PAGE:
> selling from his house, what if the product damages your car? Does the
> vendor carry product liabilty insurance? Will they still be there if your engine
>  blows, or catches fire as a result of their product?

Two things:

1. John Hervey is not a "fly by night" vendor. He is a professional
businessman who has done many great things for this community. Most of
us here support him, including myself. I have had many dealings with
John and all have been positive.

2. It is incredibly discouraging to hear you would go after a vendor
legally. This is a small, specialized community. It is my humble
opinion that you, and only you, are responsible for the products you
put on your car. If you don't understand how a specific product or
modification works and can't personally confirm it's safety through
your own experience, don't install it. If you do so anyway, you are
responsible for it.

I know "legal precedent" says otherwise, but I'm talking about common
sense here. Take responsibility for your own actions, people. Judge
the safety of a product for yourself before using it.

--
- Ryan
http://www.memfrag.com - Store your bookmarks. On every computer.


________________________________________________________________________
________________________________________________________________________


Message: 17
Date: Mon, 19 Dec 2005 10:23:05 -0600
From: "John Hervey" <john_at_dml_specialtauto.com>
Subject: RE: "performance air intake"

Daniel, 
I will respond, but normally if someone has a problem with the product they
come back to the vendor instead of attacking them and call the names over
the DML. 
The designer did make a change and 2 or 3 went out before it was caught. I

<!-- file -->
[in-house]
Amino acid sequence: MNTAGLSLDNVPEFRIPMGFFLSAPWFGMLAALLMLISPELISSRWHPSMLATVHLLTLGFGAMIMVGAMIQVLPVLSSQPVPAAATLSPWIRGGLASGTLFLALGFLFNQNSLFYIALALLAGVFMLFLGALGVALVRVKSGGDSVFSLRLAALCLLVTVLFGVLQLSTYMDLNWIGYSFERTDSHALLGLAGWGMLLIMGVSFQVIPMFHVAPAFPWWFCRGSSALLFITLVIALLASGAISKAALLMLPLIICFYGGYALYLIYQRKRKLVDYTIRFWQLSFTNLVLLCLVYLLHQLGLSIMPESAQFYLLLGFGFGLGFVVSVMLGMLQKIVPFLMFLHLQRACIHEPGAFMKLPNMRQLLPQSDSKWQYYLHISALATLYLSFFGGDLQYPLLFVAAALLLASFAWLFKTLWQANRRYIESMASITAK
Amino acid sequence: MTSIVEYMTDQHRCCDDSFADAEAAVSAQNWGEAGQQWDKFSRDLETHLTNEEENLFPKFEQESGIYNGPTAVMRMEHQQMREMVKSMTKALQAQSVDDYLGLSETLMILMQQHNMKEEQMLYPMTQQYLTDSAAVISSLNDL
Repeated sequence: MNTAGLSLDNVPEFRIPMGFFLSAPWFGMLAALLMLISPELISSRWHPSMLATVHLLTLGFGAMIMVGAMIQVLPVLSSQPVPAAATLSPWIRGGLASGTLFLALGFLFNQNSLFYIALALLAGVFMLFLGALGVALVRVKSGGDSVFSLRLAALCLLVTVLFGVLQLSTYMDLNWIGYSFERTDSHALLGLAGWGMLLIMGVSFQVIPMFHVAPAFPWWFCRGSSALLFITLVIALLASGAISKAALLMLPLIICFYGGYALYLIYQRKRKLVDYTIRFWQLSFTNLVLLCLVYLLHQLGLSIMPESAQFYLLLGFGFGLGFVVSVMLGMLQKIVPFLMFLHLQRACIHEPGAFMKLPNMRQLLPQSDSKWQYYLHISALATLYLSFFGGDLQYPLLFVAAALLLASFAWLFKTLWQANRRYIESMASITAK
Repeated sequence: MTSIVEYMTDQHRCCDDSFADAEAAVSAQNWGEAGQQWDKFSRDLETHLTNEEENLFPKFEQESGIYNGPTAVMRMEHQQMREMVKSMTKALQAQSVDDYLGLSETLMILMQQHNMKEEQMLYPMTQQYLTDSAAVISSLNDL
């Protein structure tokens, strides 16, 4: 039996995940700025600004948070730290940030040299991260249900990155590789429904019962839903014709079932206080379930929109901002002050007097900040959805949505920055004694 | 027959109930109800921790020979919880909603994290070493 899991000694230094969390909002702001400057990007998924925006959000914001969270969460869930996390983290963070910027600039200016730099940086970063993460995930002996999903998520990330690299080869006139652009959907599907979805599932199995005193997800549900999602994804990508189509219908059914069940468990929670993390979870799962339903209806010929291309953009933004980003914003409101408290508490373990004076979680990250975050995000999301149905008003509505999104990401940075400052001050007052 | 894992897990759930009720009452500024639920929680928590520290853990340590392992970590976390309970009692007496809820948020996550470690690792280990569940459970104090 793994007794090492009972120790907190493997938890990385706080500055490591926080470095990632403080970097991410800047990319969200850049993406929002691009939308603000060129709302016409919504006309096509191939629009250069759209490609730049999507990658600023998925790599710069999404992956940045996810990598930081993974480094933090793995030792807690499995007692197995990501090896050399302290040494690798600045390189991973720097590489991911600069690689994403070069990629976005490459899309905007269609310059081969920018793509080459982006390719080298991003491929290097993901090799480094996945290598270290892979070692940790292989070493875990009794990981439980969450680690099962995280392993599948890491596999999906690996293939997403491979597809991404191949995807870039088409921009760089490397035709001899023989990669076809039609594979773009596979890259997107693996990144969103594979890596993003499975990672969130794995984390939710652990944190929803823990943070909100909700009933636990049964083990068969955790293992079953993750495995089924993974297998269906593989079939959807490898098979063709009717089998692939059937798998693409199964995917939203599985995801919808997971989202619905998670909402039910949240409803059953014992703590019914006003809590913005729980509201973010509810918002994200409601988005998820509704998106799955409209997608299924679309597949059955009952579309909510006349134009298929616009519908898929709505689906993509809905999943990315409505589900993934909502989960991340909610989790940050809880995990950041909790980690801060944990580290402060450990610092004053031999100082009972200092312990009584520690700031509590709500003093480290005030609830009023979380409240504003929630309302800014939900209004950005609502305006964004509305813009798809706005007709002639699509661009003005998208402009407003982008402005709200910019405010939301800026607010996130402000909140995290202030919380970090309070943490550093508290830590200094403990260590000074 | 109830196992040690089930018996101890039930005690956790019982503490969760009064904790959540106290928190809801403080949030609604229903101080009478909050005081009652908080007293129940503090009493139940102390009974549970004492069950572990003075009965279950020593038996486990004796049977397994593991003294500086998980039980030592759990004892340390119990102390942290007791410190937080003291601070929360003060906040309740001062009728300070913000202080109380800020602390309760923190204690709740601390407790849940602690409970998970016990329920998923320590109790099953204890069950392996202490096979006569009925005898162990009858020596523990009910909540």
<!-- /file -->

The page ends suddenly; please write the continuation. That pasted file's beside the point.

had not checked the 2nd design so that was my fault. But as soon as you
found the problem you told me you had a show and I promptly send you another
( no charge ) for the Florida show  ( and I never heard another word.) 
As you know I needed the defective unit back and after months and about 5 to
6 request and me charging your credit card for the second one because I
thought you were not going to send it back did you send it back and disputed
the card charge. ( You didn't even call me back about that. What was a
business supposed to do.) 
There was a package with a new O Ring and hardware for the air flow meter
supplied with every unit that goes out. I have to assume you put the new O
Ring on the air flow meter for the first one which makes the unit fit tight.
You may even have to put a little WD40 or grease on it. 
( I never heard back about that either. )
There is no hard core data that has been produced nor have I told anyone
that x amount of HP would be produced. On the contrary I tell people it's
more of a cosmetic look and due to the size and volume of air and with the 
K & N or type filter will lessen the air flow restriction and increase the
response to the acceleration.
By the way, What insurance does your company carry.
Also, Rubber and products containing rubber stored in acid paper boxes
corrugated boxes in warehouses that are exposed to humidity heat and cold
won't last long. From what I have seen in some warehouses, that isn't done.
John Hervey
www.specialtauto.com
 
         

-----Original Message-----
From: dmcnews_at_dml_yahoogroups.com [mailto:dmcnews_at_dml_yahoogroups.com] On Behalf Of
Daniel Deutsch
Sent: Sunday, December 18, 2005 10:23 PM
To: dmcnews_at_dml_yahoogroups.com
Subject: [DML] "performance air intake"

My posting was in response to another that asked if anyone had experience
with the Hervey air intake. I shared my experience, which was a negative
one. 
It was not meant as a personal attack, however, the response that I received
was.